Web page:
While the origin of 'normal matter' (baryosynthesis and nucleosynthesis) can be addressed, from particle physics, the lack of details about the nature of DM precludes any hypotheses re the origin of DM (other than that is almost certainly existed at the time of the surface of last scattering).
Which was first: the normal energy or the dark energy?This question is meaningless, in terms of 'the Big Bang theory' ... 'dark energy' is merely a placeholder term, used to describe one feature of the universe, in terms of GR models. After another decade or three of investigation, it may turn out to be a particularly poorly chosen term, in that it isn't 'energy' at all.

If you're interested in finding out more, please click on the links in post #2.

Eta C
2006-Sep-14, 09:28 PM
Or if you're really in the mood for real science (as opposed to wikipedia summaries) read the Particle data group articles on big bang cosmology (http://www-pdg.lbl.gov/2006/reviews/bigbangrpp.pdf) for an overview and the article on big bang nucleosynthesis (http://www-pdg.lbl.gov/2006/reviews/bigbangnucrpp.pdf) for a summary of the formation of baryonic matter. There are also articles on Cosmological paramters (http://www-pdg.lbl.gov/2006/reviews/hubblerpp.pdf) and Dark Matter (http://www-pdg.lbl.gov/2006/reviews/darkmatrpp.pdf) that go into the theory behind and the evidence for dark energy and dark matter. Happy reading.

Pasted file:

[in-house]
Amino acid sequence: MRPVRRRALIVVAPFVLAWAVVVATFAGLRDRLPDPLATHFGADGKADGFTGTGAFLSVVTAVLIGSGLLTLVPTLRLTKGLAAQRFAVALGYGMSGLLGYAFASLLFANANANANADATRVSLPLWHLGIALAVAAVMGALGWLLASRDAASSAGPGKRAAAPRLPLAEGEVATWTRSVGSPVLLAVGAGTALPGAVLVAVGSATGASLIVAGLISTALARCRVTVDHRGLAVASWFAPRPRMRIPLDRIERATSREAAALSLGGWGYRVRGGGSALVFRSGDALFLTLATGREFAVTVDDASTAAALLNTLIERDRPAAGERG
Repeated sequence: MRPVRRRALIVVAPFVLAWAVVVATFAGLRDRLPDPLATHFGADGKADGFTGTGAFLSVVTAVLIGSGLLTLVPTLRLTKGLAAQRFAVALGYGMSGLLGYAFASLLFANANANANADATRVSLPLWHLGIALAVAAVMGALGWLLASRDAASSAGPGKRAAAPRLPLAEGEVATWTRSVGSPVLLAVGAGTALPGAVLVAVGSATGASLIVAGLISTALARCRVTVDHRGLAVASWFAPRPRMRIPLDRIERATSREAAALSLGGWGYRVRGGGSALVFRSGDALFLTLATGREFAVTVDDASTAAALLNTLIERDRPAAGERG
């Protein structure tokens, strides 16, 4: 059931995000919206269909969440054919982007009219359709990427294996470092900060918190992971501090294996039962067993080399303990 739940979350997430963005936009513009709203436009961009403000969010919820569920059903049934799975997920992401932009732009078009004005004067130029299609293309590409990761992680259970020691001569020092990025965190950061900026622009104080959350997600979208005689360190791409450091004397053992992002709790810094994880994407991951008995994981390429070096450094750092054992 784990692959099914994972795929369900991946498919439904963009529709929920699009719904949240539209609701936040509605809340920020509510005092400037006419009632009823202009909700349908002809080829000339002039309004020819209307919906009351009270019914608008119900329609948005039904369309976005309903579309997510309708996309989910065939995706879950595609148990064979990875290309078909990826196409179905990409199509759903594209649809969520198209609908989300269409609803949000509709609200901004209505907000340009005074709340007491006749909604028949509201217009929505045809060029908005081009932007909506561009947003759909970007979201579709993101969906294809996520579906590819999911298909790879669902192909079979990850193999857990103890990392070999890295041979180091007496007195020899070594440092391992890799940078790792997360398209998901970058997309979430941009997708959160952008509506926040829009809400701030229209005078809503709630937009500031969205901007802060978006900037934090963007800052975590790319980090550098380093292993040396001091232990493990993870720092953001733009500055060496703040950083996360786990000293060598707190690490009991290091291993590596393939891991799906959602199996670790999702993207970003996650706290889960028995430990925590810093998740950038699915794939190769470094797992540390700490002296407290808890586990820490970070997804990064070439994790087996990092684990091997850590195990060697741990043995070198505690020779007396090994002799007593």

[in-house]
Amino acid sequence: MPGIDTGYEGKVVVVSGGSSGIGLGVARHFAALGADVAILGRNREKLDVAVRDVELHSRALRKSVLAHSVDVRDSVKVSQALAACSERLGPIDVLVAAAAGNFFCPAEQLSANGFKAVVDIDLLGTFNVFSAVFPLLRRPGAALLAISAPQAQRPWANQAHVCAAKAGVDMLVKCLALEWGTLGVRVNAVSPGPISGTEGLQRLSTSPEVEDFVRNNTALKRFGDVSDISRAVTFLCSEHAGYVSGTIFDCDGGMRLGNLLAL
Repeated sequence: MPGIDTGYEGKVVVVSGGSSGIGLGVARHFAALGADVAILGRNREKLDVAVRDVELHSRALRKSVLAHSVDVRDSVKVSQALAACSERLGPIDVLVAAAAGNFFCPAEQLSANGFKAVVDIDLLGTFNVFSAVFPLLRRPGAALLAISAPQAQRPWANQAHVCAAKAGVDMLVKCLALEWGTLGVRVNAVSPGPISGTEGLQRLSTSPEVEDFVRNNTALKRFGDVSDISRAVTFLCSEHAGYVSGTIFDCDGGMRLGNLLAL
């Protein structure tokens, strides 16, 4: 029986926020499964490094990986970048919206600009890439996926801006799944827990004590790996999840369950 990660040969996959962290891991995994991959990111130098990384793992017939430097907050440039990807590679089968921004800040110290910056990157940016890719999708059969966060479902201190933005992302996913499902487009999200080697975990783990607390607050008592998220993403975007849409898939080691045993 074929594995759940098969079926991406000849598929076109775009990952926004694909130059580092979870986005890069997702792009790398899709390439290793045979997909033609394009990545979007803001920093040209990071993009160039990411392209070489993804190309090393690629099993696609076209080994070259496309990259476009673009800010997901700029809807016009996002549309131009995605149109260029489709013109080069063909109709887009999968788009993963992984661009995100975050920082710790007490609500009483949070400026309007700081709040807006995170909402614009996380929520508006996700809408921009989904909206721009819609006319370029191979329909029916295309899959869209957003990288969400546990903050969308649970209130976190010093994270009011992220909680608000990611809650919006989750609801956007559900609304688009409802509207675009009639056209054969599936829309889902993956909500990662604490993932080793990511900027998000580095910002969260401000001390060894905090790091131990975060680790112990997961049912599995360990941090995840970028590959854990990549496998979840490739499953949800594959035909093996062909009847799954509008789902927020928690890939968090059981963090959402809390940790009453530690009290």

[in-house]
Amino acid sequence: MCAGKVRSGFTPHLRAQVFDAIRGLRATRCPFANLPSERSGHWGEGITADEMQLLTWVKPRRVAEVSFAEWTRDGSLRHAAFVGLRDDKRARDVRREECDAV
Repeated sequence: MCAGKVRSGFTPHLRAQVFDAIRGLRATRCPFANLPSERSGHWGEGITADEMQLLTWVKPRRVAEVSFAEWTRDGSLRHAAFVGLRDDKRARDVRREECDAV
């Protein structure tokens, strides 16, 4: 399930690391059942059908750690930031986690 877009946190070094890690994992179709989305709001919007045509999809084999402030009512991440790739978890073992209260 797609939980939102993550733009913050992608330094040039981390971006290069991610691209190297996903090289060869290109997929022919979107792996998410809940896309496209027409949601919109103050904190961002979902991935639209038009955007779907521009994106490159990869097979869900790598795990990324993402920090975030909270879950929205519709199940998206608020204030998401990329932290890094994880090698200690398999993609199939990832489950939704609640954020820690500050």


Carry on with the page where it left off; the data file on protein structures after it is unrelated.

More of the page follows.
Peter Wilson
2006-Sep-14, 10:19 PM
In order of appearance, IIRC, it was: dark matter; chicken; light energy; road; dark energy; light matter; egg.

:shifty:

Cougar
2006-Sep-14, 10:53 PM
Which was first: the normal matter or the dark matter?
Which was first: the normal energy or the dark energy?
All came at the same time.

nokton
2006-Sep-14, 11:13 PM
What are the answers of the Big Bang theory to these two questions:

Which was first: the normal matter or the dark matter?

Which was first: the normal energy or the dark energy?
In the big bang scenario there were two of a kind, positive matter,
and anti matter, the difference being the positive or negative spin
of an electron, dark matter is still just a theory, and a theory without
proof is no ones breakfast, oh my.
Nokton

Gillianren
2006-Sep-14, 11:29 PM
All my questions are obvious.

Your questions may or may not be obvious; your intended meanings seldom are.

Now, this may be a language barrier issue. That's very possible. However, you have written more than a few posts where I, for one, haven't the slightest idea what you're talking about. You need to be aware that this is a very real possibility; just because you understand what you're trying to say doesn't mean that we do.

Senor Molinero
2006-Sep-14, 11:32 PM
"Alice laughed: "There's no use trying," she said; "one can't believe impossible things."
"I daresay you haven't had much practice," said the Queen. "When I was younger, I always did it for half an hour a day. Why, sometimes I've believed as many as six impossible things before breakfast."

Alice in Wonderland.

Alice = BABB
Queen = AZ

captain swoop
2006-Sep-15, 12:53 AM
And rounded it off at Milliways?